When last I published, I discussed mortgage put-backs. I discussed how that could lock up the mortgage market and further hinder a recovery of the housing market. That scenario appears to be playing out. After enduring two weeks of bashing by politicians, investors and the GSEs (yeah, like they are in a position to criticize), banks are beginning to take a stand against there critics. Even Bank of America (BAC) is going to fight against put-backs. It is easy to point one's finger at the banks, though they are not solely culpable.
There is enough blame to go around. Banks slackened their underwriting standards and in the frenzy to write an increasing number of mortgages, banks chose to overwork underwriting departments and may have let a few (or not so few) bad mortgages slip through the cracks. After all, the banks and the credit ratings services had complete and, as we have discovered, misplaced confidence in quantitative models which, as with all models, were backward looking and couldn't account for the unknown unknowns.
However, blame has to also be placed on the investors themselves who conveniently did not ask questions regarding the quality of and underwriting accuracy of the underlying mortgages. The banks will have to cough up money, but the large banks have the cash to create reserve funds and can easily raise more capital in this market and raise it cheaply. The demise of large banks is greatly exaggerated, including Bank of America. Regional banks could be a different story.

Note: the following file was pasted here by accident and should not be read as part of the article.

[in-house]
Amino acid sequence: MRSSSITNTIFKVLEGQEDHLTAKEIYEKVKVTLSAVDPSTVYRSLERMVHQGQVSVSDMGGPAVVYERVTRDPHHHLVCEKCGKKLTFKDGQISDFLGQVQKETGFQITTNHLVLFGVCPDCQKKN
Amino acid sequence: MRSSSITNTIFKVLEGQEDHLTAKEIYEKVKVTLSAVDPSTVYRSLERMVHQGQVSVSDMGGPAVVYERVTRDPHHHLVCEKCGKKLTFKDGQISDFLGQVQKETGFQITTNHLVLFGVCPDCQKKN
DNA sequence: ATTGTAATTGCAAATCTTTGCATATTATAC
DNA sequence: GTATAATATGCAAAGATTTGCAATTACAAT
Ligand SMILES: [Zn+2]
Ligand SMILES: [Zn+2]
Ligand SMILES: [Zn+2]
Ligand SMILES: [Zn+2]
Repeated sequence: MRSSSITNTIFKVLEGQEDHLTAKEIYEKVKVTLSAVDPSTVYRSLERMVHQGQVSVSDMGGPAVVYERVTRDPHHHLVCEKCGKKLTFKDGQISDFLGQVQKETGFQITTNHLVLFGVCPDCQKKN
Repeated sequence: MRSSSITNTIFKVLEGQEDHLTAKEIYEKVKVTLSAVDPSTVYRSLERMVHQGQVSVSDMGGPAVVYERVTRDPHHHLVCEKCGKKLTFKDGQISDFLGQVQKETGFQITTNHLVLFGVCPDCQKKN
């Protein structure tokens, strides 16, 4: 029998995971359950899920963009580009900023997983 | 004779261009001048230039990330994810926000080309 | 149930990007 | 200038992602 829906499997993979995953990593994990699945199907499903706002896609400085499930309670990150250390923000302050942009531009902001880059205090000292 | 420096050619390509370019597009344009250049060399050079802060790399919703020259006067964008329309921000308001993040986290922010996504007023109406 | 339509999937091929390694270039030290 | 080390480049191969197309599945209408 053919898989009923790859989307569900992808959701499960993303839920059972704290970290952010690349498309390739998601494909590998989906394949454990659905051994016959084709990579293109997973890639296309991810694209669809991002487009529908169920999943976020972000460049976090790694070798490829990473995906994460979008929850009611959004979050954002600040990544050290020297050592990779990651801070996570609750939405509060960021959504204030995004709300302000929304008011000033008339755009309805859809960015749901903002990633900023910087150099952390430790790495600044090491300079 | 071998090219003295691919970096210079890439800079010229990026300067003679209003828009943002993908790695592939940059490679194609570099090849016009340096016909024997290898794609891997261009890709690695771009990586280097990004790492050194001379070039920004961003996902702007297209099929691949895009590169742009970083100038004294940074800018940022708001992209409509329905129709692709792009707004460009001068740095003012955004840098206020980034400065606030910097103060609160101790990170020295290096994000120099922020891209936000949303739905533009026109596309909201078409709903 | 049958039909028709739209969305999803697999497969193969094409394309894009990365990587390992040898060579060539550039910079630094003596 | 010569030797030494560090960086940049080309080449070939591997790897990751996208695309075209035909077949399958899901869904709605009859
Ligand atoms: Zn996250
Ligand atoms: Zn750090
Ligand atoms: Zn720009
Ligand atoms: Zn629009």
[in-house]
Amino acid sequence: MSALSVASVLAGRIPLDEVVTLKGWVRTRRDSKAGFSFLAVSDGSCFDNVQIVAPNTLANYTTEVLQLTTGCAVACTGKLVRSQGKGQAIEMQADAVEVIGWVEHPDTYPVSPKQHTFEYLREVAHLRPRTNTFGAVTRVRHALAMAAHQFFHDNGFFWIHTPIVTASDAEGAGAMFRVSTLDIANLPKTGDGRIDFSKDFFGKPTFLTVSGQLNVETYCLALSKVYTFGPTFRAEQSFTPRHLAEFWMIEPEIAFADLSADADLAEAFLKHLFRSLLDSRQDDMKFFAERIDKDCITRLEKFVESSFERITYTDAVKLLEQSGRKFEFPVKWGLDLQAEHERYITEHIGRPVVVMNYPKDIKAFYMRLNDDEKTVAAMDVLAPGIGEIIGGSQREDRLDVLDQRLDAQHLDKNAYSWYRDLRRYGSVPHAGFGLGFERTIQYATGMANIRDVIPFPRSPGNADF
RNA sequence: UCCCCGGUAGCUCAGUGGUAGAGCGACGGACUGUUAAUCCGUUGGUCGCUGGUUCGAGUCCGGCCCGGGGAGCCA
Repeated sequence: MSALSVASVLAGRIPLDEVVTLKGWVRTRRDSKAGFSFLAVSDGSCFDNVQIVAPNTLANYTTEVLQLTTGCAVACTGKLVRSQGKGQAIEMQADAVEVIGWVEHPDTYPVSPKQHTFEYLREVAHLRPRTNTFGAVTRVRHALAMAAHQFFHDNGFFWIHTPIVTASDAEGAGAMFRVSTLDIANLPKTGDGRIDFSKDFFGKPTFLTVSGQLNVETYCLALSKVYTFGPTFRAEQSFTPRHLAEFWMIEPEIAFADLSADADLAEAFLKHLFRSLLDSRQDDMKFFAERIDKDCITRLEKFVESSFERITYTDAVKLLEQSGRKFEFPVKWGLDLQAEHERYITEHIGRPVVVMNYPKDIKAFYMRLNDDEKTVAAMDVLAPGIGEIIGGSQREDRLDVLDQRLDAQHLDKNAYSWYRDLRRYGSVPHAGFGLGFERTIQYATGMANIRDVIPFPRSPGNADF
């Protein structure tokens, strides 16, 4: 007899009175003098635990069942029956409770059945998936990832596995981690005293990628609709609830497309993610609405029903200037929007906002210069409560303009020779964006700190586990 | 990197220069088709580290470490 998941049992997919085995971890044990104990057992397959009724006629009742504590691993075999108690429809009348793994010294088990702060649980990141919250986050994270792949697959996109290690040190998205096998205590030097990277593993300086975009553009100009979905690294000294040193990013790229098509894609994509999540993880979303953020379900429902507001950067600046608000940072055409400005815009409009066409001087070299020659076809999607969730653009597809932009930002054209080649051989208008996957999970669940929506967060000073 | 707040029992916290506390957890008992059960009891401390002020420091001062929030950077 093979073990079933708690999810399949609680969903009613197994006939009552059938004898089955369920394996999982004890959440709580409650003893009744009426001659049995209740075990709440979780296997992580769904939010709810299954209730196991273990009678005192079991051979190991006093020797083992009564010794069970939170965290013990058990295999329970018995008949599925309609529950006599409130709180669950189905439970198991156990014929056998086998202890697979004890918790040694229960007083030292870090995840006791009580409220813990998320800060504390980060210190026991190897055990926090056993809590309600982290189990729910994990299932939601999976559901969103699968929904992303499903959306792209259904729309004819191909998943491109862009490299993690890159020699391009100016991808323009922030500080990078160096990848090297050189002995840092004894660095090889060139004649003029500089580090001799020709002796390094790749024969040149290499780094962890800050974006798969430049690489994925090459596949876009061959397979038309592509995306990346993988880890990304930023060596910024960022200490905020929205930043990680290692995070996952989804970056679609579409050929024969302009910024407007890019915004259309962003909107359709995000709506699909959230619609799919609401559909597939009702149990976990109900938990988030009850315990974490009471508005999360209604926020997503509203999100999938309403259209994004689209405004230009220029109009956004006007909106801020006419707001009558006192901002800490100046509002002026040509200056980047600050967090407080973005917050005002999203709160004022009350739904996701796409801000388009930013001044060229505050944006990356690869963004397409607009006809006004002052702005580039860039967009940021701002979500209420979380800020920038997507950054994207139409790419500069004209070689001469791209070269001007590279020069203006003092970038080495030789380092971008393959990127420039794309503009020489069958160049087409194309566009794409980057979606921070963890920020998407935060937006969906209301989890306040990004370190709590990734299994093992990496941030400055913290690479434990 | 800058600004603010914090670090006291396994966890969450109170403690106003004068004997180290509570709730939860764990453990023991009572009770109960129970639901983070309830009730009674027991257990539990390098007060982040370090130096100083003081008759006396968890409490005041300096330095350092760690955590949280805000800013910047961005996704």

The end result is likely to be a very modest recovery and soft growth and spending for years to come as the banks find religion and perform proper due diligence. The days of credit for all are over. Any inflation we see (and we could see it) is more likely to be the result of a devalued dollar than growth. We will see a recovery, but it will feel like a prolonged mild inflation. Waiting for unemployment to dip below 8.00%? Good luck!. Getting it below 9.00% will be a challenge.
Investors believe the Fed will succeed in generating inflation as they bought yesterday's TIPS auction with a negative yield to maturity for the first time in history. Inflation, yes. Growth, kind of.
Disclosure: Long BAC and C